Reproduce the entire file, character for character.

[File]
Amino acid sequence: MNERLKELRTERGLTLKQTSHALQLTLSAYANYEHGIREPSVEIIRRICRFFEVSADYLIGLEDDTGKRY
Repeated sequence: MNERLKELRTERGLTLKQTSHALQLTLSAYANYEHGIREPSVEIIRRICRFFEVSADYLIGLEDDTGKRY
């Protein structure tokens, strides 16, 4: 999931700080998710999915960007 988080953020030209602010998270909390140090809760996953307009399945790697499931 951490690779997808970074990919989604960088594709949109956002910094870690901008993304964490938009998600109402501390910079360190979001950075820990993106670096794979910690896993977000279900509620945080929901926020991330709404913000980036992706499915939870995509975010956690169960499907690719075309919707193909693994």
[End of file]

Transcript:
Amino acid sequence: MNERLKELRTERGLTLKQTSHALQLTLSAYANYEHGIREPSVEIIRRICRFFEVSADYLIGLEDDTGKRY
Repeated sequence: MNERLKELRTERGLTLKQTSHALQLTLSAYANYEHGIREPSVEIIRRICRFFEVSADYLIGLEDDTGKRY
């Protein structure tokens, strides 16, 4: 999931700080998710999915960007 988080953020030209602010998270909390140090809760996953307009399945790697499931 951490690779997808970074990919989604960088594709949109956002910094870690901008993304964490938009998600109402501390910079360190979001950075820990993106670096794979910690896993977000279900509620945080929901926020991330709404913000980036992706499915939870995509975010956690169960499907690719075309919707193909693994």